The following story is taken from Green Left Weekly, January 2015.
A popular argument suggests Aboriginal people always burned country so non-Aboriginal Australians should too, albeit for modern purposes, such as fuel reduction burns. Historian Bill Gammage argued this in the popular and influential book The Biggest Estate on Earth (2011).
Remarkably, the book has attracted the praise of writers from both the left wing Green Left Weekly and the far-right Institute of Public Affairs (IPA).
Jennifer Marohasy, formerly a researcher for the IPA and director of its spin-off, the Australian Environment Foundation, says Gammage’s book “explodes the myth that pre-settlement Australia was an untamed wilderness, revealing the complex, country-wide systems of land management used by Aboriginal people … This book must challenge the myth of virgin ‘remnant’ vegetation that currently underpins significant land management legislation in Queensland and NSW.”
GLW reviewer Coral Wynter says the book shows “no corner was ignored, from deserts and rainforests to rocky outcrops, across the entire continent for at least 60,000 years until British colonisers began to destroy all this work after their arrival in 1788.
“The huge destruction white colonisers have inflicted on the landscape is unforgivable, but driven by ignorance. Now we have no such excuse.”
Gammage himself wrote in The Conversation: “Today, amid the wreck of what Aborigines made, there remain relics of their management. They depended not on chance, but on policy. They shaped Australia to ensure continuity, balance, abundance and predictability. All are now in doubt.”
But exactly what those relics consist of, and how to protect them (let alone manage everything else) may not be agreed so easily.
Gammage says Indigenous land management formed one coherent “estate”, continent-wide (including Tasmania), and that fire was a key tool everywhere, used to create beneficial combinations of vegetation in the landscape. He goes so far as to say at one point that “most of Australia was burnt about every 1-5 years depending on local conditions and purposes, and on most days people probably burnt somewhere.”
This bold hypothesis, however, is where his argument falls down.
For context, Gammage attempts a short summary of the entirety of Indigenous societies and spiritualities, with little reference to Indigenous sources themselves.
He notes at the beginning of the book that “very few sources here come directly from Aboriginal people” because he had “neither the time nor the presumption to interrogate people over so great an area and on matters they value so centrally”.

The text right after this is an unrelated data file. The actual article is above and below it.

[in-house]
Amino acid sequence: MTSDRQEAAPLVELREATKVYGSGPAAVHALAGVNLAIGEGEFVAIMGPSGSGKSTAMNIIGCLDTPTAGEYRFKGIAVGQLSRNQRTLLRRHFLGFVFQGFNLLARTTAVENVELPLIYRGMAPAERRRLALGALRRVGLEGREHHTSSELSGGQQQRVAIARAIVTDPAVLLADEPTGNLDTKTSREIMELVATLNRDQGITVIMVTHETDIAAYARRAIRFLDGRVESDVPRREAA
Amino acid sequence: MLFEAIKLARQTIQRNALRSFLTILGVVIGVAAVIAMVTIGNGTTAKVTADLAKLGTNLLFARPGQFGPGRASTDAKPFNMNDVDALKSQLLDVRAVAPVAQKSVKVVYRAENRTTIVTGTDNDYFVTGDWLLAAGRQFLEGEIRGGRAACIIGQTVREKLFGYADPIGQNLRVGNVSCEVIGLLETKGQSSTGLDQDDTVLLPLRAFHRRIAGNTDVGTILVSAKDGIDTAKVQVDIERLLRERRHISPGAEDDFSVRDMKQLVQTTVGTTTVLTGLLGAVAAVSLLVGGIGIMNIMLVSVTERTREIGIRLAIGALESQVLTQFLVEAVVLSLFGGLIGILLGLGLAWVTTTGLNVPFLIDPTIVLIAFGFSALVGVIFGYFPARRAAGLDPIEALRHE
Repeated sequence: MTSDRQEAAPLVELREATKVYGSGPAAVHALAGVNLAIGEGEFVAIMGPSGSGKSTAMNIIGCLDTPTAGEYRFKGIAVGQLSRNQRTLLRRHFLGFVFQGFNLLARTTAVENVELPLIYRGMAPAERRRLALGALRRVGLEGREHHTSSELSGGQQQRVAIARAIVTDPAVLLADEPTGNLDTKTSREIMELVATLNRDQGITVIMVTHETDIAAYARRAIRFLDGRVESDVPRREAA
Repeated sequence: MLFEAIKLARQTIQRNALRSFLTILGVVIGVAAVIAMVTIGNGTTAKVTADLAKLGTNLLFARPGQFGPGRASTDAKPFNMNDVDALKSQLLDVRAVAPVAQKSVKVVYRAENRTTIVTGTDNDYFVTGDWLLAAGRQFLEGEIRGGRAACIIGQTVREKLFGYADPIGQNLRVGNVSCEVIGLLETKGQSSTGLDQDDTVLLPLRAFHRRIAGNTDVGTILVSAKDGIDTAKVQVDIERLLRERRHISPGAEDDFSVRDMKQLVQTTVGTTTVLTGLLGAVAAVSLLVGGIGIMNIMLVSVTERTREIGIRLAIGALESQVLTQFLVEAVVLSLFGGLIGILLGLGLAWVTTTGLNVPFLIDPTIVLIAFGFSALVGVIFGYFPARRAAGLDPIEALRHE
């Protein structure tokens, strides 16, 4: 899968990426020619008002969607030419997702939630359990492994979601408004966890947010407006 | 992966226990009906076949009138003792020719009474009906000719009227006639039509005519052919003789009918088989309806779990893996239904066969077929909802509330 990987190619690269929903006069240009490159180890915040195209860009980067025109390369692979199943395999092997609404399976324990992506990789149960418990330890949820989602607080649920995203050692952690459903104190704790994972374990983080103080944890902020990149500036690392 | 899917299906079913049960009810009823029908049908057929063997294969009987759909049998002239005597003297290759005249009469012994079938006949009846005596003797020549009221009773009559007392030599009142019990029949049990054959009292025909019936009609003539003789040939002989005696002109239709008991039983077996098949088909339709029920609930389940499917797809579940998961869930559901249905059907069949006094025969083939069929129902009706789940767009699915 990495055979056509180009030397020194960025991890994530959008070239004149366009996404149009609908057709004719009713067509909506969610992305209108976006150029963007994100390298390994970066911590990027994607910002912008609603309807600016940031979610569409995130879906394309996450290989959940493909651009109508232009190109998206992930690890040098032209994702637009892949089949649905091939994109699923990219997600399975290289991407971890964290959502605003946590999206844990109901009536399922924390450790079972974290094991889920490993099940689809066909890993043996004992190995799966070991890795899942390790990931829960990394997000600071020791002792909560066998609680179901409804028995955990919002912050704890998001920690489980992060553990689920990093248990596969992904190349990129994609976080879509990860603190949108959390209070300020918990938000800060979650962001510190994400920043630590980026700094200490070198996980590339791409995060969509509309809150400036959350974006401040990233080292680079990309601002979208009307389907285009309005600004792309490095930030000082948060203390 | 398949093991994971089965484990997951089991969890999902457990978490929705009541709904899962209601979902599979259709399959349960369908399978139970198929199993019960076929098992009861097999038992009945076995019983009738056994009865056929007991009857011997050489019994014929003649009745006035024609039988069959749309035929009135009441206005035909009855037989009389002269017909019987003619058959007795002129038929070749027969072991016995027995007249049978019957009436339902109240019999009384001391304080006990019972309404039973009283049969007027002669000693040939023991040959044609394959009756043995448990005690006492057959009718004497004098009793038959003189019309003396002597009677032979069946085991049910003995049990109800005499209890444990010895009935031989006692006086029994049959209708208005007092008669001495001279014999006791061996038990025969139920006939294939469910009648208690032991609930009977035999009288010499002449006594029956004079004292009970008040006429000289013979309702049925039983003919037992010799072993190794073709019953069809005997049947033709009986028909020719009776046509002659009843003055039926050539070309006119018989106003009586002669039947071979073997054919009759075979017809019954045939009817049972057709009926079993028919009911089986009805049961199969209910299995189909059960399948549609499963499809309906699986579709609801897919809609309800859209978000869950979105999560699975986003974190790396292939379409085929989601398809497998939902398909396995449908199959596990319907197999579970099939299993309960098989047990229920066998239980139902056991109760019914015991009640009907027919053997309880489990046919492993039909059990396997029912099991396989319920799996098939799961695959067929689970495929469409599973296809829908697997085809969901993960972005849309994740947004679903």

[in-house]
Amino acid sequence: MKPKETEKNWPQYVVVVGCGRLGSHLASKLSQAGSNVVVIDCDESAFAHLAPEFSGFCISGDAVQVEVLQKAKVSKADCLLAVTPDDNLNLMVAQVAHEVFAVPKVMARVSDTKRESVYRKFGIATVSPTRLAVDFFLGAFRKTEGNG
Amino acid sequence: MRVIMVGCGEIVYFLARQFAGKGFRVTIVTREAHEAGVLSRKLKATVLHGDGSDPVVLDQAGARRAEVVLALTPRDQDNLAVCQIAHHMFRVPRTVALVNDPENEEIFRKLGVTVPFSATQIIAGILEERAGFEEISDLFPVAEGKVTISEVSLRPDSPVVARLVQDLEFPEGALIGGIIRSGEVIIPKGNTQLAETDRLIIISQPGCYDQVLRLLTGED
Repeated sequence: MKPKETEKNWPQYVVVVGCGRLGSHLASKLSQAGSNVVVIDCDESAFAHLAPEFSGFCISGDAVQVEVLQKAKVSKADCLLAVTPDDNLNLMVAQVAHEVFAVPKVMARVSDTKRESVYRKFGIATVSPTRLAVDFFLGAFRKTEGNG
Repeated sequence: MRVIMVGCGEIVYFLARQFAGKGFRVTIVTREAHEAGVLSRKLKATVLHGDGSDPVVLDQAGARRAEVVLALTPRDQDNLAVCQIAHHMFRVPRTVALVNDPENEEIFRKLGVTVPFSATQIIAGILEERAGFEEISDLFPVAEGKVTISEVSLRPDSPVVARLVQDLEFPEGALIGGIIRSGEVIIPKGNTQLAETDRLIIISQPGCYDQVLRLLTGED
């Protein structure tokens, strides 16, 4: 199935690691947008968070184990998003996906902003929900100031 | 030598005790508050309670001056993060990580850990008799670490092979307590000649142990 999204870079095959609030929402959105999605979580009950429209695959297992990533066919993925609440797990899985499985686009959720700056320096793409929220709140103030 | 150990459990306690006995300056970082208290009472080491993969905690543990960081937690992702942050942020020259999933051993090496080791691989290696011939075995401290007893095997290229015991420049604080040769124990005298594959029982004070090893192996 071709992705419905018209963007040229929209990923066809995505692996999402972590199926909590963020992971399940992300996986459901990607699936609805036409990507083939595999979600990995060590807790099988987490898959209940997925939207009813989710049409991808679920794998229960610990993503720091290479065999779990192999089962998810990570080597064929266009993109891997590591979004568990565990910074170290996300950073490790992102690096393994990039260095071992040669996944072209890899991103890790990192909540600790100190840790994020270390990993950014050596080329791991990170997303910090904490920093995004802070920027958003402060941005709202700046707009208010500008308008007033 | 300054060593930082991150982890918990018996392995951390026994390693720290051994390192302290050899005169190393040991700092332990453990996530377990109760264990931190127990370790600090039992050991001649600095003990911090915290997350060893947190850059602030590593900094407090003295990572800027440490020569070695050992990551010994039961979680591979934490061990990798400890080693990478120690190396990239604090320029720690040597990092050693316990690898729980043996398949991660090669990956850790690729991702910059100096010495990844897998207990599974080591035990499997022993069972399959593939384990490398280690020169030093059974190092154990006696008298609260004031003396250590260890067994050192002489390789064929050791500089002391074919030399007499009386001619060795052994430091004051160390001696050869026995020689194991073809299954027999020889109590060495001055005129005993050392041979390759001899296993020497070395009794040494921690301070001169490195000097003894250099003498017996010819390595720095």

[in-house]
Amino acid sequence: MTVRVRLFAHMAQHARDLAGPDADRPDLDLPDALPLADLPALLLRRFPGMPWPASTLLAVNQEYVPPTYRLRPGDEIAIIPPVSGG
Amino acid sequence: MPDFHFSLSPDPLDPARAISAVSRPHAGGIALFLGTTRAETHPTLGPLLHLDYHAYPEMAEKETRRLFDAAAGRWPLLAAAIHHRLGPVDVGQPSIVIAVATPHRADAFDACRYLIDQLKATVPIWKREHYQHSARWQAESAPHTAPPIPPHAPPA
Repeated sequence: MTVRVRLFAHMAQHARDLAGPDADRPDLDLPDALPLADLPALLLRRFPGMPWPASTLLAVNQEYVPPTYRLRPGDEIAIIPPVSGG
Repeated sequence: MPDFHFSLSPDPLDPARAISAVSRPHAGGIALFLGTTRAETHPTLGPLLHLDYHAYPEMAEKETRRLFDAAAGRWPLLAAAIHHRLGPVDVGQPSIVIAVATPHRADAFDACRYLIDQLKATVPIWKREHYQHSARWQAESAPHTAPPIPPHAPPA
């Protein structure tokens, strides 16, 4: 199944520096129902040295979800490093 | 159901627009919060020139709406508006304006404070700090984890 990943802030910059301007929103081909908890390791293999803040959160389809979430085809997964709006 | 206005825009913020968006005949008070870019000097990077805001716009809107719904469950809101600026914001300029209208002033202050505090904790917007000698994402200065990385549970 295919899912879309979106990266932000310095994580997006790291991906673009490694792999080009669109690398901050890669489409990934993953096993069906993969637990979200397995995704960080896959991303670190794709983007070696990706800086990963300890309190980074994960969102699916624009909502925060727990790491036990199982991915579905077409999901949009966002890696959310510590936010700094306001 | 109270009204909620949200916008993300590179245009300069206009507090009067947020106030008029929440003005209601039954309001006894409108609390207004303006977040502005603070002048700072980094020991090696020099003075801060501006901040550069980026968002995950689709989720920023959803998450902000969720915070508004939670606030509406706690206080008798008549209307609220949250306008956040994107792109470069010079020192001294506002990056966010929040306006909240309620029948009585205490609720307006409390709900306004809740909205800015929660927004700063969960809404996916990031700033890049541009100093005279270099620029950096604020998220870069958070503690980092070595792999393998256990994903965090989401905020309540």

Rather than a valid excuse, this reads more like an insult, a slap in the face to the very people who are central to his argument.
A WHITE VIEW OF ABORIGINAL CULTURE?
With recent revisionist re-writing of history, a scholarly tribute to Aboriginal people’s knowledge and expertise in caring for country would be a welcome contribution. However, it is worrying that Gammage chose not to talk more to the many Aboriginal people who today care for some of the most ecologically significant areas of Australia – as 23% of the continent is under Indigenous management.
His summary of the many and varied social, economic and spiritual systems that existed pre-invasion seems an oversimplification. His reliance on early 20th century anthropologist writings, rather than contemporary Aboriginal thinkers, is cause for alarm and leads to unconvincing statements such as: “All Australia obeyed the Dreaming …. And [this] in itself is cause for thinking Australia a single estate, albeit with many managers.”
Gammage’s ecological and historical case is no less troubling. It rests on a huge number of quotes from early explorers’ accounts, which made note of Indigenous people’s use of fire.
Readers and reviewers may be blinded by the sheer volume of these examples and sources. But ecological knowledge is nothing if not specific to location.
Large parts of his text consist of one example after another – from different explorers, in different parts of the continent, different ecosystems, soil types, seasons. Ian Lunt, Associate Professor at Charles Sturt University, in a blog post entitled “Location, Location, Location” notes that: “Locality matters, and ecological observations – historical and current – can’t be traded like swap cards across the country side.”
ANECDOTES WITHOUT CONTEXT
A recent study from the University of Queensland used white explorers’ accounts of western Queensland, applying modern GPS mapping technology to chart the locations of observations.
“Nearly 4500 observations from fourteen journals spanning twelve expeditions between 1844 and 1919 were geo-referenced,” they say. “The sparse observations of fire suggest burning was infrequent and mostly restricted to creek-lines and higher-rainfall grasslands in the east and north of the study area and spinifex-dominated vegetation.”